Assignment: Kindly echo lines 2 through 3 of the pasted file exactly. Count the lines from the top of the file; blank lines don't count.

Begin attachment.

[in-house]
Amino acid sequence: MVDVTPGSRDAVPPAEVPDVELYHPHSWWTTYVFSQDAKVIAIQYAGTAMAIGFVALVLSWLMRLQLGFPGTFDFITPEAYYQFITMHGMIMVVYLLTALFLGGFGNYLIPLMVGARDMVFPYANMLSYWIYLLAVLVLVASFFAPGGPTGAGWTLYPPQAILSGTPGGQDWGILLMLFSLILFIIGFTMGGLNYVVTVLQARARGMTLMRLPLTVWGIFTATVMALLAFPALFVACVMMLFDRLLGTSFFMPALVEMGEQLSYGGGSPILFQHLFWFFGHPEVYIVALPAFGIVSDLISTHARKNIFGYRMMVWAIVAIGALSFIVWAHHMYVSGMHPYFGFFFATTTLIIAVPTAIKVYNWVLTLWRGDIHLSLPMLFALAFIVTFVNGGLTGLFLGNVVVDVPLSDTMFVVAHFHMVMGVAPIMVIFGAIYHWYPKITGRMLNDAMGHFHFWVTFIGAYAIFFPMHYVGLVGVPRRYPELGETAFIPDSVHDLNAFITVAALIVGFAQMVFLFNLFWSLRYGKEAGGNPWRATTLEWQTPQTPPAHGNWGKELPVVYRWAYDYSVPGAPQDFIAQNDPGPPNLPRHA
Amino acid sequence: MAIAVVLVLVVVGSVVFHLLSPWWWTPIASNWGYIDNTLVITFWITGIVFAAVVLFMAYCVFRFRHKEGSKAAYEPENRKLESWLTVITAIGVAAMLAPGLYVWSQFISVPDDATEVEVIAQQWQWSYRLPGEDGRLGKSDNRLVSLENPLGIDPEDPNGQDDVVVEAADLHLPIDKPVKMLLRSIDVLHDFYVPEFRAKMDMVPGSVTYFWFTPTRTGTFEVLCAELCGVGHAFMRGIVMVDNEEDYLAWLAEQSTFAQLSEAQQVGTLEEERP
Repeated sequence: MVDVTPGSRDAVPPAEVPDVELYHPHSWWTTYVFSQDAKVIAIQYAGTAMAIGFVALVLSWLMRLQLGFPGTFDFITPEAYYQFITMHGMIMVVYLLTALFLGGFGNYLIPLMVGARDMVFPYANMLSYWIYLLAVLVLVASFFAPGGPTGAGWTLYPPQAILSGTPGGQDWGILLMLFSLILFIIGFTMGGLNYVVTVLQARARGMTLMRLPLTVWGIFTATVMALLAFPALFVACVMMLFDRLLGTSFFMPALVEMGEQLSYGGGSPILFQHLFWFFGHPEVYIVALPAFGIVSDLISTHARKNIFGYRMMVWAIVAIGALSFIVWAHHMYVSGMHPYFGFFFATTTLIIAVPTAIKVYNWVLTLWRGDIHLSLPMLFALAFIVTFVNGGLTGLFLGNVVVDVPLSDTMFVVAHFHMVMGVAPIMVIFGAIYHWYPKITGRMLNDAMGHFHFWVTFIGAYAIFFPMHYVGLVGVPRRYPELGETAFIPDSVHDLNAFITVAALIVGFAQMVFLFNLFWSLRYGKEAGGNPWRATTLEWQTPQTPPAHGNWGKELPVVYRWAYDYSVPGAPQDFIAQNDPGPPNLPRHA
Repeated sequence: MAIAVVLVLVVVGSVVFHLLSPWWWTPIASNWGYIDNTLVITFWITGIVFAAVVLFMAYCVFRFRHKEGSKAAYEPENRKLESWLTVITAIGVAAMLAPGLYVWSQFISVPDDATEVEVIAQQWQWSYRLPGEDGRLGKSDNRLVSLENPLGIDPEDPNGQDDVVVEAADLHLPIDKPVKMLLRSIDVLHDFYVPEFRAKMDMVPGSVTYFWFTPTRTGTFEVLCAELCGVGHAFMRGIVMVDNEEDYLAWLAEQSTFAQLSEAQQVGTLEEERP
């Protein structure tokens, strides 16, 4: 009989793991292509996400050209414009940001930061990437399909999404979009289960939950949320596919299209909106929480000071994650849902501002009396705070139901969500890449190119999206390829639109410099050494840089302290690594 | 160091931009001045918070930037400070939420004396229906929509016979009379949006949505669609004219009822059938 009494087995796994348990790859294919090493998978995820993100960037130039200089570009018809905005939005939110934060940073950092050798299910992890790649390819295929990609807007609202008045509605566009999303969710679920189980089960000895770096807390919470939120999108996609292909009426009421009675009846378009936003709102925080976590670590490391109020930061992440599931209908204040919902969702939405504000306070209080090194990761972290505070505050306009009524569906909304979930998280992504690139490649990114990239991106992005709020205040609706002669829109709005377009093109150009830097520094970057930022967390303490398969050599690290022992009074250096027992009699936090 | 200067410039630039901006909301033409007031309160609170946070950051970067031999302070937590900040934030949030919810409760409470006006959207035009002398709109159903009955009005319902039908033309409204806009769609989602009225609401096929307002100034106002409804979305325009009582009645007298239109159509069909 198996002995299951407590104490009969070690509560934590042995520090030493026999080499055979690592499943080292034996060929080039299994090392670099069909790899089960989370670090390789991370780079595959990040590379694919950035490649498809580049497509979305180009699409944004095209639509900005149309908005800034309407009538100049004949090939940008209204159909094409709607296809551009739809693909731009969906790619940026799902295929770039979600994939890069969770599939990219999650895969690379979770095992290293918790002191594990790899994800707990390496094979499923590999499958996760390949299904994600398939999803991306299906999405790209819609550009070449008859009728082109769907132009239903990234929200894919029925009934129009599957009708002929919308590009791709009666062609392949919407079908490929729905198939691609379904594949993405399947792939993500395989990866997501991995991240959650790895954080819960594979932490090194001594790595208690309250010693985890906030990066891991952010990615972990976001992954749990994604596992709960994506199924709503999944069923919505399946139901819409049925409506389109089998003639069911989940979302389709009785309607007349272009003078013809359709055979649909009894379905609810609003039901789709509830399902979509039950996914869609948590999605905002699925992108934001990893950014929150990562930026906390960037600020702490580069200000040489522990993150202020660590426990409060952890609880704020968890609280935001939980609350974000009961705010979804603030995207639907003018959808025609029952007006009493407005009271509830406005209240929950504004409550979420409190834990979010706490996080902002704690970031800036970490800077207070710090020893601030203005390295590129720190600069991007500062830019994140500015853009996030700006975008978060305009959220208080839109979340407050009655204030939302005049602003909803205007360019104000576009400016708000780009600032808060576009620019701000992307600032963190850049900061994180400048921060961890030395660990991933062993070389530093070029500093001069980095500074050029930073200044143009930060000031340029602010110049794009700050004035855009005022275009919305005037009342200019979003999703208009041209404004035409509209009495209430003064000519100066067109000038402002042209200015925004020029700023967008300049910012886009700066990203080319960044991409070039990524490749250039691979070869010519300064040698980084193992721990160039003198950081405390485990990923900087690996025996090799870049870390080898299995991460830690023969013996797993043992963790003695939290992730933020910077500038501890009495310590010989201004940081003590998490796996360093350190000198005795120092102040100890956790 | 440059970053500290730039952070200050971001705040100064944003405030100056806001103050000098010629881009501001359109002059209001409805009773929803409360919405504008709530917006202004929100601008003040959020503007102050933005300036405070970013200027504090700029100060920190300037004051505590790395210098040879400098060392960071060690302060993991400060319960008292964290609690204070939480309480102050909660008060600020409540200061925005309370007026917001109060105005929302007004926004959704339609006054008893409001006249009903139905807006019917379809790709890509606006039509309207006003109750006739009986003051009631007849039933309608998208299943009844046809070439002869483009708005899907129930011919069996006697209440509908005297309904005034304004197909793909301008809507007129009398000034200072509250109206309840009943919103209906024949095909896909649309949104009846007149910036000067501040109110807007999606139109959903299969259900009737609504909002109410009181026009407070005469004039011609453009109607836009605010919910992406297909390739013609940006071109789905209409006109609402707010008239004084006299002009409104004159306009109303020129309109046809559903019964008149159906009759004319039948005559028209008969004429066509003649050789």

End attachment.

Amino acid sequence: MVDVTPGSRDAVPPAEVPDVELYHPHSWWTTYVFSQDAKVIAIQYAGTAMAIGFVALVLSWLMRLQLGFPGTFDFITPEAYYQFITMHGMIMVVYLLTALFLGGFGNYLIPLMVGARDMVFPYANMLSYWIYLLAVLVLVASFFAPGGPTGAGWTLYPPQAILSGTPGGQDWGILLMLFSLILFIIGFTMGGLNYVVTVLQARARGMTLMRLPLTVWGIFTATVMALLAFPALFVACVMMLFDRLLGTSFFMPALVEMGEQLSYGGGSPILFQHLFWFFGHPEVYIVALPAFGIVSDLISTHARKNIFGYRMMVWAIVAIGALSFIVWAHHMYVSGMHPYFGFFFATTTLIIAVPTAIKVYNWVLTLWRGDIHLSLPMLFALAFIVTFVNGGLTGLFLGNVVVDVPLSDTMFVVAHFHMVMGVAPIMVIFGAIYHWYPKITGRMLNDAMGHFHFWVTFIGAYAIFFPMHYVGLVGVPRRYPELGETAFIPDSVHDLNAFITVAALIVGFAQMVFLFNLFWSLRYGKEAGGNPWRATTLEWQTPQTPPAHGNWGKELPVVYRWAYDYSVPGAPQDFIAQNDPGPPNLPRHA
Amino acid sequence: MAIAVVLVLVVVGSVVFHLLSPWWWTPIASNWGYIDNTLVITFWITGIVFAAVVLFMAYCVFRFRHKEGSKAAYEPENRKLESWLTVITAIGVAAMLAPGLYVWSQFISVPDDATEVEVIAQQWQWSYRLPGEDGRLGKSDNRLVSLENPLGIDPEDPNGQDDVVVEAADLHLPIDKPVKMLLRSIDVLHDFYVPEFRAKMDMVPGSVTYFWFTPTRTGTFEVLCAELCGVGHAFMRGIVMVDNEEDYLAWLAEQSTFAQLSEAQQVGTLEEERP